It’s like I’ve traveled back in time to the sleep-deprived days of having a newborn. Except my kids are 4 and 2 and I’m not lactating. I’m dealing with a toddler regressing in potty training, so bad I just bought another pack of diapers. And he keeps waking up in the middle of the night. I know this is mainly because he’s moved out of his crib and into a twin bed. Perhaps he wasn’t as ready as I thought he was.
(More posts about this awesome room coming soon!)
I feel like I’ve been sleepwalking these past few days. Then finally, last night, I thought I’d catch a break. I could feel it. I put a nightlight in my son’s room. This would help him when he woke up at night. Right?! … Wrong.
He woke up at 11pm, probably because of the light. I rocked him back to sleep and prayed he wouldn’t wake up again until around 6, when it was close to time to get his sister ready for school.
I crashed around 12:30am. I couldn’t stay away and write when my brain felt like mush.
An hour later I was awoken not by my son, but by my daughter, who told me she wasn’t feeling well.
She ran to the bathroom to puke.
I tended to her, and took her into the guest room to sleep with her. Then a couple hours later my son started to cry again.
My daughter didn’t want me to leave, my son didn’t want to be alone and my husband had to go to work in an hour.
I took my daughter’s temperature and it came in at 102.5. She was definitely going to be out for the day. But how does that work when it comes to taking little brother to school? Should she wait in the car? She wouldn’t like that. Would it be ok for her to walk in really quick? Or should be stay home too?
That dilemma combined with the long to-do list I had written up for the day had my head swimming.
I emailed my daughter’s teacher letting her know Lil’ J will be out because she’s sick–Ironically just a day after meeting with the assistant principal for unexcused vacation absences (another post for another day). I just told the woman Lil’ J has great attendance and hasn’t been sick and BOOM! That’s what I get.
Thankfully, my awesome husband called in sick to help. So I’ve been holding our daughter’s hair back while she pukes, and he’s been able to get our son where he needs to be, and watch Lil’ J while I get to business.
It’s like I’ve been thrusted back into the trenches with new tiny babies, but really it’s just yucky cold season.
I feel like I say this a lot, so evidently it’s not true… But my kids don’t get sick much. They really don’t. Allergies, yea. A runny nose or cough now and then, yea ok. But down for the count sick? That doesn’t happen too often. But every year, once a year, without fail they catch the dang stomach bug. This was Big T last year.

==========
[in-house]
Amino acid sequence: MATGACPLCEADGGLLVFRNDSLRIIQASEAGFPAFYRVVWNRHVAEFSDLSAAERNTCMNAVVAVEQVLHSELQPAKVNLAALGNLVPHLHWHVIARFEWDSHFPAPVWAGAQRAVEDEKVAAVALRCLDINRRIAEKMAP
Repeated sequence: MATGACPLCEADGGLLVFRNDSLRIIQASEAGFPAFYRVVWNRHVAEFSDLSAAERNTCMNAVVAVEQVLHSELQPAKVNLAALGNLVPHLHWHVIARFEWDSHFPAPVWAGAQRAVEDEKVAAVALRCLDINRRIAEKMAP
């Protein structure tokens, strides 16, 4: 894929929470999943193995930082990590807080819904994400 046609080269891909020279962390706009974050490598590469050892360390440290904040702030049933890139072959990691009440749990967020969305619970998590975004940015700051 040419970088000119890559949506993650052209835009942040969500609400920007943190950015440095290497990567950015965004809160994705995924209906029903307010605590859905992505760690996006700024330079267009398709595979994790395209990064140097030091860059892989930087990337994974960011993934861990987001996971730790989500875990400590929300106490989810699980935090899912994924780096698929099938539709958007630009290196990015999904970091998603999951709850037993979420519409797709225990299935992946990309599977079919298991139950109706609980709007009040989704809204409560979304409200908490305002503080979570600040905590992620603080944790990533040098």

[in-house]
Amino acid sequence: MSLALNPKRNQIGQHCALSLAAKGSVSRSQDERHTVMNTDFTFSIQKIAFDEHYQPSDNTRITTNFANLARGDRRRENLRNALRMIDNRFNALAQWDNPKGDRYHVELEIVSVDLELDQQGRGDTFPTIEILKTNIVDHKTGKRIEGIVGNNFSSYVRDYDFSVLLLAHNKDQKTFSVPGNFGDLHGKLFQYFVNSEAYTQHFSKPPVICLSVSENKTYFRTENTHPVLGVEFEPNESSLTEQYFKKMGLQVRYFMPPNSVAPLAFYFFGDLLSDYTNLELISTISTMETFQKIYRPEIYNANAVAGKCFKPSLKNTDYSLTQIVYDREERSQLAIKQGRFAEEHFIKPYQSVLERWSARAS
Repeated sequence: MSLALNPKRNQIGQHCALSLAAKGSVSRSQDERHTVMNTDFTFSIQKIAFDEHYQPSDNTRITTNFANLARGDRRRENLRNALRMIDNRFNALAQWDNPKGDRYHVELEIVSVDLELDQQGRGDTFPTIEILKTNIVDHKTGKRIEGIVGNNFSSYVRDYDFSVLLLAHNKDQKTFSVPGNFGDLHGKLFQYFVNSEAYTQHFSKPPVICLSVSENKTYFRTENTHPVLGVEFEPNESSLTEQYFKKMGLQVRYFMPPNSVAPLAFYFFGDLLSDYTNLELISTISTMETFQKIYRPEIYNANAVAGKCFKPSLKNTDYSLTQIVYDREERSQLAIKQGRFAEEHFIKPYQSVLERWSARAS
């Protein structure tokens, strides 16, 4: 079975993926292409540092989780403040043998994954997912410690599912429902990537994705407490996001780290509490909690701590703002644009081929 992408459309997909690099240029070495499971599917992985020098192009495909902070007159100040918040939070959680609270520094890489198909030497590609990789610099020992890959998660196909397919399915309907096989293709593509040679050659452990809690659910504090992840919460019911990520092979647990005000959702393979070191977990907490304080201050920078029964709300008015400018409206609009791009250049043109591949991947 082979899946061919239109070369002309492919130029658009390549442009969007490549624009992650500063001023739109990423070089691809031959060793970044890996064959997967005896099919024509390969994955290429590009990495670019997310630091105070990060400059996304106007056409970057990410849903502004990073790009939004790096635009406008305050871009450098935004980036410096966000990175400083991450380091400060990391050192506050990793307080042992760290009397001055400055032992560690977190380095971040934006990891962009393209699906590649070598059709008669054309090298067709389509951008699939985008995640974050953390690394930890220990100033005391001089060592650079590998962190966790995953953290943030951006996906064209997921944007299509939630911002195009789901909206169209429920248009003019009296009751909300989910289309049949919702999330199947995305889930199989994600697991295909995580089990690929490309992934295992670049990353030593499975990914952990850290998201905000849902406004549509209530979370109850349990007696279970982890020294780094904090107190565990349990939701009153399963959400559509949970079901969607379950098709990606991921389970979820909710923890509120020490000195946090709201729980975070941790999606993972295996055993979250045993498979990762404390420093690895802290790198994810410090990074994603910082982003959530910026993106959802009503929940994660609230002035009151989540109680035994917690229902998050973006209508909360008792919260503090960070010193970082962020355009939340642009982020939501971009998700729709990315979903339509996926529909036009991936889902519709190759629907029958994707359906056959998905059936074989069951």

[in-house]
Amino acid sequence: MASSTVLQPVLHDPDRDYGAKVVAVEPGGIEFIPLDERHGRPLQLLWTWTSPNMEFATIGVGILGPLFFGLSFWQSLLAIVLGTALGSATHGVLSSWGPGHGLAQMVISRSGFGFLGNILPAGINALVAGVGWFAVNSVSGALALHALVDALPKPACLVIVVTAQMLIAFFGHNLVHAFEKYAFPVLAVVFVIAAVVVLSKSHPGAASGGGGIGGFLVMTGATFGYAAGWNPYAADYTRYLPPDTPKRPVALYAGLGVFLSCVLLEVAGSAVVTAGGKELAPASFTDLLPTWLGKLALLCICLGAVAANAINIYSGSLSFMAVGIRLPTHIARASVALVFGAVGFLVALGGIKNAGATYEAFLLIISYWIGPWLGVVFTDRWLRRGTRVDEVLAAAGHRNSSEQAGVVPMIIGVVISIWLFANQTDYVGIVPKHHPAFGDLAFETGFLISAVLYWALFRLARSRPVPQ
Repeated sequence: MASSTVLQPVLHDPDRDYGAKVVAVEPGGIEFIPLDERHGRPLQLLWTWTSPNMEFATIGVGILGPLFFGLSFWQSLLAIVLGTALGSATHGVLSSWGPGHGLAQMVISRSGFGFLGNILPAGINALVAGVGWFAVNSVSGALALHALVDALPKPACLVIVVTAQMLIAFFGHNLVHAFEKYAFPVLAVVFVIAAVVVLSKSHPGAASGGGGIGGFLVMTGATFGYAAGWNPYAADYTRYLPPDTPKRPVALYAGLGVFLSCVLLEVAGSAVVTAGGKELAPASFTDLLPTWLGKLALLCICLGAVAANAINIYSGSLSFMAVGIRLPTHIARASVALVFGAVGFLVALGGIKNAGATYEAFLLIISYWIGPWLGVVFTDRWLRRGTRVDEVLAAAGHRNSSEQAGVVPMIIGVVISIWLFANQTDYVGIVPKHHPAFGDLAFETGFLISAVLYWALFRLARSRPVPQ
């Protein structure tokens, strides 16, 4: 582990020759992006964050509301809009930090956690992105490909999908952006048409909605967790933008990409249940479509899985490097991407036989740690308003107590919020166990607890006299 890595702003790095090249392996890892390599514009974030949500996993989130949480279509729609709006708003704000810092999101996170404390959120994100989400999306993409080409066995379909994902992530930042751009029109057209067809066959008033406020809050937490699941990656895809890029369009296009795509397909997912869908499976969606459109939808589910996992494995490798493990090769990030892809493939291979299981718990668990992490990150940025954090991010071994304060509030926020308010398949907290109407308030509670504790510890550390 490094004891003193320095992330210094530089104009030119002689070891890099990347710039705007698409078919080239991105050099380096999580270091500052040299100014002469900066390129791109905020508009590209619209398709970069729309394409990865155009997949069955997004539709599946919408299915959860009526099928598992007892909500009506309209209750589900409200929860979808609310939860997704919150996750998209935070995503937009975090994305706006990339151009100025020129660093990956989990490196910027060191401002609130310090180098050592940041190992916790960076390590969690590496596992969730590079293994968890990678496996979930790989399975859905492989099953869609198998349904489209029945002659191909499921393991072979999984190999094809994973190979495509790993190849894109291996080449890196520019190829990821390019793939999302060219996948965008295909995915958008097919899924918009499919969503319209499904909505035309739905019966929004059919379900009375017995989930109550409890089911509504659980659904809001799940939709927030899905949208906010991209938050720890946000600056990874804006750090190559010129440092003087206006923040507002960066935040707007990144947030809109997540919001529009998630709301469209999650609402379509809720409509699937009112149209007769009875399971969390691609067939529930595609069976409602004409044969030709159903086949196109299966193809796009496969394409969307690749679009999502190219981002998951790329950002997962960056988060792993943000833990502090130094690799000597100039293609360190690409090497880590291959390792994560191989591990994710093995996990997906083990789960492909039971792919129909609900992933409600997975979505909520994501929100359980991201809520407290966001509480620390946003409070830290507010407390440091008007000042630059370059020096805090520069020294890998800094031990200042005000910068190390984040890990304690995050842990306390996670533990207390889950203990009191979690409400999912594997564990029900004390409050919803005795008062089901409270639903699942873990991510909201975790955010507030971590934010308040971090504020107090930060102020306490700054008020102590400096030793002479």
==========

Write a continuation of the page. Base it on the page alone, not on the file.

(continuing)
Each time I have to refresh my memory about medicine use. Make sure I read the labels and use it properly, with the right dosage and the right dosage dropper tools.
In a sleepy, frantic haste like the one I was in last night, I can totally see how parents could rush to treat their little ones and misread a label, or leave the medicine out.
Before I go take a nap I’m going to leave you with a few more tips in case your little ones get sick this winter and you find yourself up late at night.
- Always read the Drug Facts label before administering an OTC medicine
- Never give oral cough/cold medicines to kids under the age of 4
- Prevention tips to keep reinforcing with your kids: wash your hands, cough into your elbow, stay home when you are sick.
- It’s important to see a doctor if you have suspected influenza on day 1 or 2, especially if you are considered high risk. The following groups are considered high-risk:
- Children under 2 years
- Adults over 65
- Pregnant women
- Anyone with complicated/severe illness
You can read more helpful tips here. Keeping these tips refreshed in your mind can help you be prepared when
disaster, sickness strikes.
Wish me luck, and pray there’s more sleep in my future (like tonight)!
*This post was brought to you by a sleep-deprived not-so-new-mom in partnership with the CHPA Educational Foundation’s KnowYourOTCs blogging program. All opinions (and typos) are my own.